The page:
When the facts of the instant case are examined closely, what has transpired is an adjustment in the Brockville based assignment, apparently for the purpose of achieving greater efficiencies. Running assignment 590 beyond the thirty mile limit, as a way freight, would allow the Company to have the advantage of the lower wage rates payable for way freight service, although it appears arguable that certain additional premiums available to that type of service might in fact bring additional earnings to the employees affected. While the parties are not precisely agreed as to whether there is a financial advantage or disadvantage to the employees concerned, I do not consider it necessary to resolve that issue for the purposes of this dispute. Plainly, there has been no loss of employment or reduction of overall work opportunities for the employees home terminalled at Brockville. While there may be some adjustment in their earnings by the substitution of the way freight for the road switcher, it appears to the Arbitrator that such a change falls within the ambit of the exception to article 79 of the collective agreement, as involving a reassignment of work or other normal change inherent in the nature of the work of running trades employees. If it were necessary to so find, I would conclude that the evidence before me does not, in any event, establish that employees were impacted by "materially adverse effects" within the meaning of article 79 of the collective agreement. This is simply not the kind of change in respect of which the parties fashioned the elaborate and extensive provisions of article 79, up to and including relocation expenses and early retirement allowances.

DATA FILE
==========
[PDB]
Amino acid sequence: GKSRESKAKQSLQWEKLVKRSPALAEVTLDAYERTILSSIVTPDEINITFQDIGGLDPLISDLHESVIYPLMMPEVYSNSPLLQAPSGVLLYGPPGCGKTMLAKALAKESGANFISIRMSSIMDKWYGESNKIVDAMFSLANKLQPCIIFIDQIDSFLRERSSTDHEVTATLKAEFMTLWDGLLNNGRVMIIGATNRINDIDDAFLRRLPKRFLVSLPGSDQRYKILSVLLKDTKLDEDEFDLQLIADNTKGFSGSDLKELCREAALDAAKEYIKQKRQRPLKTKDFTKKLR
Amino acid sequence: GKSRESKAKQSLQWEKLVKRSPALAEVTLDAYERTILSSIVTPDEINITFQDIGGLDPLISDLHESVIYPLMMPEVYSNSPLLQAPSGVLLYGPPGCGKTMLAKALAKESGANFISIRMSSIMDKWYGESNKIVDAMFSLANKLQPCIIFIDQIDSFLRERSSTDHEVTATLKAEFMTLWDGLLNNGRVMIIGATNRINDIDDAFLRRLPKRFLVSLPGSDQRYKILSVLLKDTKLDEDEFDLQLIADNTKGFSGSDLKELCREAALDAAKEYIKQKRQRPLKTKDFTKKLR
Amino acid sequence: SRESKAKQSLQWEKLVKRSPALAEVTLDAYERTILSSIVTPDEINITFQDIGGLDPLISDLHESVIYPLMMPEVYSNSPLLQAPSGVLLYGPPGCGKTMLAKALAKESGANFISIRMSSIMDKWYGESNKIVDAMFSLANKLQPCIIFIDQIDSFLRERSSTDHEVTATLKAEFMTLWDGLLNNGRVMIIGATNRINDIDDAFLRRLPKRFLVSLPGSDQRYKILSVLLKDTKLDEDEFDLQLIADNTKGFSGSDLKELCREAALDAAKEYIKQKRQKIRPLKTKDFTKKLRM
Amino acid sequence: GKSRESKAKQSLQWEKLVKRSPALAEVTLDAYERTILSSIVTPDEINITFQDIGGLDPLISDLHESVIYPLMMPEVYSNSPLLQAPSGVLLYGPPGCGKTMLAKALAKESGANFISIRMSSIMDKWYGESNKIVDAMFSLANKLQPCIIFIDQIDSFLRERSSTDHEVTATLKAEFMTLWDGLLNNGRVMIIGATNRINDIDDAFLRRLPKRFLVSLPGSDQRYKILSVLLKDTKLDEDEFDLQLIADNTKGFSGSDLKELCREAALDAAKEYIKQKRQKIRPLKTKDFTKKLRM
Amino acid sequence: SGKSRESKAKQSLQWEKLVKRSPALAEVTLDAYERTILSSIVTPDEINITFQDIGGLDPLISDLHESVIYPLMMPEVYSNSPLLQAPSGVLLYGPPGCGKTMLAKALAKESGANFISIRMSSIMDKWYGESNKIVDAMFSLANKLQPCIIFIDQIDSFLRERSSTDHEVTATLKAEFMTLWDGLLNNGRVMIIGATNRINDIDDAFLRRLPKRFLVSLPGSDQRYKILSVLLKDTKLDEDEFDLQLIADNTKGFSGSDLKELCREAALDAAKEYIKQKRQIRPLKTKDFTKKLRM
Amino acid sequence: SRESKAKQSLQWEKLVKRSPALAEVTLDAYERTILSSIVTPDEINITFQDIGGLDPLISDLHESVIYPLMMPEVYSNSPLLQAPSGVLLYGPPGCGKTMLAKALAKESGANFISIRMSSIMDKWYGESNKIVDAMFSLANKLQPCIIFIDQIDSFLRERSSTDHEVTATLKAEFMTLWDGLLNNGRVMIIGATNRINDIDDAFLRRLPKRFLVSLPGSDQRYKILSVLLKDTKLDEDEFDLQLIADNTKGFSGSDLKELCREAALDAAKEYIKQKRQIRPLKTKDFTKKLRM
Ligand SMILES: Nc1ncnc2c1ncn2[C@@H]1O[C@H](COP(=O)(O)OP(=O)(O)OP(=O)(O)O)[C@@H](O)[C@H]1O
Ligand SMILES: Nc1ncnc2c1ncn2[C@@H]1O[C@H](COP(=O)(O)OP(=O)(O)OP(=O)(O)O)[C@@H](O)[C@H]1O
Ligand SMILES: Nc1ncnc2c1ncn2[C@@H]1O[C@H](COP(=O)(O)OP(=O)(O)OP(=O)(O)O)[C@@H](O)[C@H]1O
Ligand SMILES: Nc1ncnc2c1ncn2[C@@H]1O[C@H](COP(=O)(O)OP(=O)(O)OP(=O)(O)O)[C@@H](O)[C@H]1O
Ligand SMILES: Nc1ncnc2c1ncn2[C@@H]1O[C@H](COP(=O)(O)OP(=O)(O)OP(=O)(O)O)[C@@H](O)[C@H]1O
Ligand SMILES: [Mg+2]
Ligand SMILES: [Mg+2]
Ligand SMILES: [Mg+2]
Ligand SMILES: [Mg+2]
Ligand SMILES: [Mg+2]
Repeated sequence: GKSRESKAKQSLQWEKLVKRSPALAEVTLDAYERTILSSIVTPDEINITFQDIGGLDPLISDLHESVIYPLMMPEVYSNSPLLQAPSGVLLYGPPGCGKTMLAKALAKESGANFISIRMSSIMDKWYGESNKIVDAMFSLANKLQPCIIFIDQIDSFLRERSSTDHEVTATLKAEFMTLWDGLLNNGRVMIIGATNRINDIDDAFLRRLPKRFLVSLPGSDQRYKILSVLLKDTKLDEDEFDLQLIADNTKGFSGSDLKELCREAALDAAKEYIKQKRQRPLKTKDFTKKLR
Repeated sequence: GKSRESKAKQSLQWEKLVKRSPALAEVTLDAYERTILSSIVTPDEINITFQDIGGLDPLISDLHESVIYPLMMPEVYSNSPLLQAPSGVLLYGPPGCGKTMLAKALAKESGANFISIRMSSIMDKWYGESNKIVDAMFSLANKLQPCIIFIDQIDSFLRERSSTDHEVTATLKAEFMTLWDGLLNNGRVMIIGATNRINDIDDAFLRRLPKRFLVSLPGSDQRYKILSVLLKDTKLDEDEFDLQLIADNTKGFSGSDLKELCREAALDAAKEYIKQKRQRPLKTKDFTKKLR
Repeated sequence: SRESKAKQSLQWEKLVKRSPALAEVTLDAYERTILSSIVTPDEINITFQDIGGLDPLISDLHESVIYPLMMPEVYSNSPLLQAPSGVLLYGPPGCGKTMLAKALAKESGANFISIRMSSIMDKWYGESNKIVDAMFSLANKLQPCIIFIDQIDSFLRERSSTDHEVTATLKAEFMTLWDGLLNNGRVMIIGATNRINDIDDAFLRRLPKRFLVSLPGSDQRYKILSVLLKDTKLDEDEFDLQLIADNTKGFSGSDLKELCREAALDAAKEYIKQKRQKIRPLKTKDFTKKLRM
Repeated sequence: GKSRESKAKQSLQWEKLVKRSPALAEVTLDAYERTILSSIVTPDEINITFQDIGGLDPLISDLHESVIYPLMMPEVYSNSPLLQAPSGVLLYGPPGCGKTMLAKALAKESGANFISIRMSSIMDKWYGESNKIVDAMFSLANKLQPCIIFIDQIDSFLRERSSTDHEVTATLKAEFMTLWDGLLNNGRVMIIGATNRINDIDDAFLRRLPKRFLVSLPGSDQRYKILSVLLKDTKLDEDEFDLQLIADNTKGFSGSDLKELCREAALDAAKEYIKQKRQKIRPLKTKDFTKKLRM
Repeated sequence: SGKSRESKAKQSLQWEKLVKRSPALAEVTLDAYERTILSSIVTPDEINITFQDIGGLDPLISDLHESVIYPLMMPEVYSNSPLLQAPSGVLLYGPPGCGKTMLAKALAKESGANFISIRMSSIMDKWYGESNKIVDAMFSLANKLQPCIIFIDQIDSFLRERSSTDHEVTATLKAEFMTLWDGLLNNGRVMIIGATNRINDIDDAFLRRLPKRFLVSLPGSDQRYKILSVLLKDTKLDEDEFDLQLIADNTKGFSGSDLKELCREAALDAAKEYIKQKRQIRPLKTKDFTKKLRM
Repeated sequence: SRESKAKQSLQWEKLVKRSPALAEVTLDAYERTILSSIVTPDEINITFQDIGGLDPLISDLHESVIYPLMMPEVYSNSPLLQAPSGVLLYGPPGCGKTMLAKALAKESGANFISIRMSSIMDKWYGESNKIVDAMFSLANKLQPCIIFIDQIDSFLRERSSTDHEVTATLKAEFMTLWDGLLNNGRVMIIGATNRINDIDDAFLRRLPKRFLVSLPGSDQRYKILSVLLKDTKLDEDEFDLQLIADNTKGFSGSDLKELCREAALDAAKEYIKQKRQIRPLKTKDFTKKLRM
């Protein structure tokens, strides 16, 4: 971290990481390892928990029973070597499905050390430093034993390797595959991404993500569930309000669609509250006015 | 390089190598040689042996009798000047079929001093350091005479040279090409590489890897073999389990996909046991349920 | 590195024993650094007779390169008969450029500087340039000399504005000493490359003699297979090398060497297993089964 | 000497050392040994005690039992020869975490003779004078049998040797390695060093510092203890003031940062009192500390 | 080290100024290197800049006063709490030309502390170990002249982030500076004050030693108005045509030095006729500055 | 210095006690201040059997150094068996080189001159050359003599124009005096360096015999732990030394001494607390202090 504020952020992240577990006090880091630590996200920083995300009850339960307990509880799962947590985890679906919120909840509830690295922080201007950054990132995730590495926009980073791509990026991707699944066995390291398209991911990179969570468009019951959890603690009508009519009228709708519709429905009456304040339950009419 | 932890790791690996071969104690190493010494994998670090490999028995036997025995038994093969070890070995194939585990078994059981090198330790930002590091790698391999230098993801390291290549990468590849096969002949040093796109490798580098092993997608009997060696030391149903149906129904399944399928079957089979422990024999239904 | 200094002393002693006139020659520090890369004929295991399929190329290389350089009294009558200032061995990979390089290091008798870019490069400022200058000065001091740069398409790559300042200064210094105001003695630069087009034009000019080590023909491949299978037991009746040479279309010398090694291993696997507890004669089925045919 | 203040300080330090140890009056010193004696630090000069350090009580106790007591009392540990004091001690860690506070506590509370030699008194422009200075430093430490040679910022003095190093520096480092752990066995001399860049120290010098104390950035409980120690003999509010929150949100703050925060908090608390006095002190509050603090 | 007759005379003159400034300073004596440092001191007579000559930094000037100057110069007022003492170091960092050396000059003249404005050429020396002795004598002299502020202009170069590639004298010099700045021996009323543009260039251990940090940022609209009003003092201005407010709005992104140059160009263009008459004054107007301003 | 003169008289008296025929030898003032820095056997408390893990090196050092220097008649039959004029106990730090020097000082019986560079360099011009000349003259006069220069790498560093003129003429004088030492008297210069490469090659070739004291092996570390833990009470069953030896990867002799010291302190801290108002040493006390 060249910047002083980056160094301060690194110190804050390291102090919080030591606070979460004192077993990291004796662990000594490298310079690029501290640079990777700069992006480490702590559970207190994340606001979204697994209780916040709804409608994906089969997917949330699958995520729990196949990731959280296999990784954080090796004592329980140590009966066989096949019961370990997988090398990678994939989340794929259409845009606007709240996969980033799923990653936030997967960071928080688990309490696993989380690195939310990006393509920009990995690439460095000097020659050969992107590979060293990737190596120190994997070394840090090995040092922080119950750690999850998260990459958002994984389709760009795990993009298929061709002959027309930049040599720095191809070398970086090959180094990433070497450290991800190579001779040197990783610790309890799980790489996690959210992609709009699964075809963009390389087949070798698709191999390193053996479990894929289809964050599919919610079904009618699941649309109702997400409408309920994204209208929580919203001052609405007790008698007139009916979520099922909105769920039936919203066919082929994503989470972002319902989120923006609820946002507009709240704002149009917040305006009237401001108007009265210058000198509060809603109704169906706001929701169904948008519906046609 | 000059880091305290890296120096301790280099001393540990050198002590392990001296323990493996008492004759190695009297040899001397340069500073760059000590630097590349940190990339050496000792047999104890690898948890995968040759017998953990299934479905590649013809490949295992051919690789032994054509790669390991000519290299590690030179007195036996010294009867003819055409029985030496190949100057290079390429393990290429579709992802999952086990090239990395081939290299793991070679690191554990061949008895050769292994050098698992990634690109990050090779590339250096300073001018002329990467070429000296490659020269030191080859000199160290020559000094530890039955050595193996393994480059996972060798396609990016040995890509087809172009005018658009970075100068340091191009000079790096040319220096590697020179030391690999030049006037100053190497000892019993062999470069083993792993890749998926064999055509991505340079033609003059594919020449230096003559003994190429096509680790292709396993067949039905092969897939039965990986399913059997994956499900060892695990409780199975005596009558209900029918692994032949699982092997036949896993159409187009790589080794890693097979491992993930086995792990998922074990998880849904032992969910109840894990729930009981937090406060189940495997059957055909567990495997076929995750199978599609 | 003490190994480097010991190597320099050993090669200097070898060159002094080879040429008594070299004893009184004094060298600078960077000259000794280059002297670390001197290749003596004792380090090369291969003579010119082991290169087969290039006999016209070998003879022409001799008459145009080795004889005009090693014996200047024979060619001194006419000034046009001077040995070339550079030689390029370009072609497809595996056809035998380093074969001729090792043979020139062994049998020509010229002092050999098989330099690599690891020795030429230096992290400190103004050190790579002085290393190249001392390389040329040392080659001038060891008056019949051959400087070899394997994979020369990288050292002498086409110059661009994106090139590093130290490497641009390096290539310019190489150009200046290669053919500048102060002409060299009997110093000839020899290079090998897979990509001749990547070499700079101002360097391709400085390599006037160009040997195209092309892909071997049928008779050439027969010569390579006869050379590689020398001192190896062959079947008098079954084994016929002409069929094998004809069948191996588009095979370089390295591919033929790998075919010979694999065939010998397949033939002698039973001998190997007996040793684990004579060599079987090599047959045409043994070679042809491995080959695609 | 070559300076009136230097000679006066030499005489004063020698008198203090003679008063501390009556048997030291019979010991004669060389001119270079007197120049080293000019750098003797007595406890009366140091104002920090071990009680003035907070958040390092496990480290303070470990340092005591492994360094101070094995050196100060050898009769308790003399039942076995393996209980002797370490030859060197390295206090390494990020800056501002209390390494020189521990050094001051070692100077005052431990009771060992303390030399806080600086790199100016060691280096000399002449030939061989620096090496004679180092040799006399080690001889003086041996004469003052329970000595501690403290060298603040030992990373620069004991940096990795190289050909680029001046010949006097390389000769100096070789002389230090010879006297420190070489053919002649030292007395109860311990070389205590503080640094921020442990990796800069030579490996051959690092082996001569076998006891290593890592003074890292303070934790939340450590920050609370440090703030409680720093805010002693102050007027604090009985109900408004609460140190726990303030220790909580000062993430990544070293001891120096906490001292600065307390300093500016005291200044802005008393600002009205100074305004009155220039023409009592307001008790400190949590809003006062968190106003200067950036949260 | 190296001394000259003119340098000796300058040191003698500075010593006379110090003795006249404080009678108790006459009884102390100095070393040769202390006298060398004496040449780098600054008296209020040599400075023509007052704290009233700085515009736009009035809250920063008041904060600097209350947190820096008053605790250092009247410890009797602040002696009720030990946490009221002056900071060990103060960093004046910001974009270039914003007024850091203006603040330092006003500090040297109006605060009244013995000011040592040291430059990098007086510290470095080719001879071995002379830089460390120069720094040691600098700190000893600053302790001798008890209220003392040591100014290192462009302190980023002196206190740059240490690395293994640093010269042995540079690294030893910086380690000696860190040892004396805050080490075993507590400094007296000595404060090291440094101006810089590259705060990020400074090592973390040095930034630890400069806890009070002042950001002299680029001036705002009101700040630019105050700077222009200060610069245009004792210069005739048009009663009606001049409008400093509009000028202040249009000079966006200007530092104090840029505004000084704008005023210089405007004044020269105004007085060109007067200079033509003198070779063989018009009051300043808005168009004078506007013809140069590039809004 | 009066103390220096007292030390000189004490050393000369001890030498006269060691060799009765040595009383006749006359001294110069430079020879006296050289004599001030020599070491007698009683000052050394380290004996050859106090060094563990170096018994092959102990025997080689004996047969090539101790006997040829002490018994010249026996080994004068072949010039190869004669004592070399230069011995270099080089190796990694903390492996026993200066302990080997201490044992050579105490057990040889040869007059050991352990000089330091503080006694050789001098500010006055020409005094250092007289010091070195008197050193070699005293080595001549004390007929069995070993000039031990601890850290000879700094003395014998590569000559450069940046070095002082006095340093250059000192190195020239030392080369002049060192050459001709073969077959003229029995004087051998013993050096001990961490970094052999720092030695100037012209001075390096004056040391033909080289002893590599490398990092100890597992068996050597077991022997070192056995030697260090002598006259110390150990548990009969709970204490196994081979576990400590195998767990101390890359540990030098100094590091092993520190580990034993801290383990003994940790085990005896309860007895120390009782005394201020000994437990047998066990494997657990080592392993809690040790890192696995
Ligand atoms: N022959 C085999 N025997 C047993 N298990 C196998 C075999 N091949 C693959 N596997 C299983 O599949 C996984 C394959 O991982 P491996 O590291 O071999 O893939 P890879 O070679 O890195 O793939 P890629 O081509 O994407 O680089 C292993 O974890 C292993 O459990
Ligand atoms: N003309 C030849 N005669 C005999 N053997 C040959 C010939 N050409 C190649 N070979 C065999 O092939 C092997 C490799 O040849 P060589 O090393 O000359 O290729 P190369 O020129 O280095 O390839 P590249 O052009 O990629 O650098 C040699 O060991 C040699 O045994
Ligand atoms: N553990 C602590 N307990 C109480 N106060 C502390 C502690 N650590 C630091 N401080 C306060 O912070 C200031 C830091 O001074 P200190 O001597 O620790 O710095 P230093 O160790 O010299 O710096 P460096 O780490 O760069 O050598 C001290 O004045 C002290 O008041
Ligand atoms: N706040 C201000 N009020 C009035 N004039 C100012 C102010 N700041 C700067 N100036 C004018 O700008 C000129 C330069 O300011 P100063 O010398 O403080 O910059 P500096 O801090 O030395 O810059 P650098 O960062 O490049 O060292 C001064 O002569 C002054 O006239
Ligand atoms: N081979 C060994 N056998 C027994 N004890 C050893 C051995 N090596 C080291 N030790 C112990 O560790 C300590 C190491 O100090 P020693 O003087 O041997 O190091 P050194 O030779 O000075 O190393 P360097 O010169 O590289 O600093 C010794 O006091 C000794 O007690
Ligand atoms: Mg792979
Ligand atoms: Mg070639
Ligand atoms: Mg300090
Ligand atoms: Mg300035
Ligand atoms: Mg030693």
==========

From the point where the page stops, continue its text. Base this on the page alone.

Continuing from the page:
Nor can the Arbitrator sustain the suggestion of the Council’s representative, to the effect that the Company was required, by reason of the wording of note 2 to article 2.1, to negotiate a new road switcher arrangement beyond the thirty mile radius. What the note appears to provide is that conditions applicable to through freight service are to apply to road switcher service where such service operates outside a thirty mile radius. That provision does not, of itself, compel the Company to pursue that option. Nor, on the material presented, can I find any violation of the provisions of the collective agreement with respect to the fact that the newly established way freight proceeds initially to Prescott and thereafter doubles back through Brockville enroute to Kingston, before returning to the home terminal of Brockville at the end of its assignment. Such a movement is not inconsistent with others considered by this Office, and found to be appropriate as a single assignment (see, e.g., CROA 197, 204, 208, 362, 835 and 2904).

For all of the foregoing reasons the grievance must be dismissed.

September 11, 1998 (signed) MICHEL G. PICHER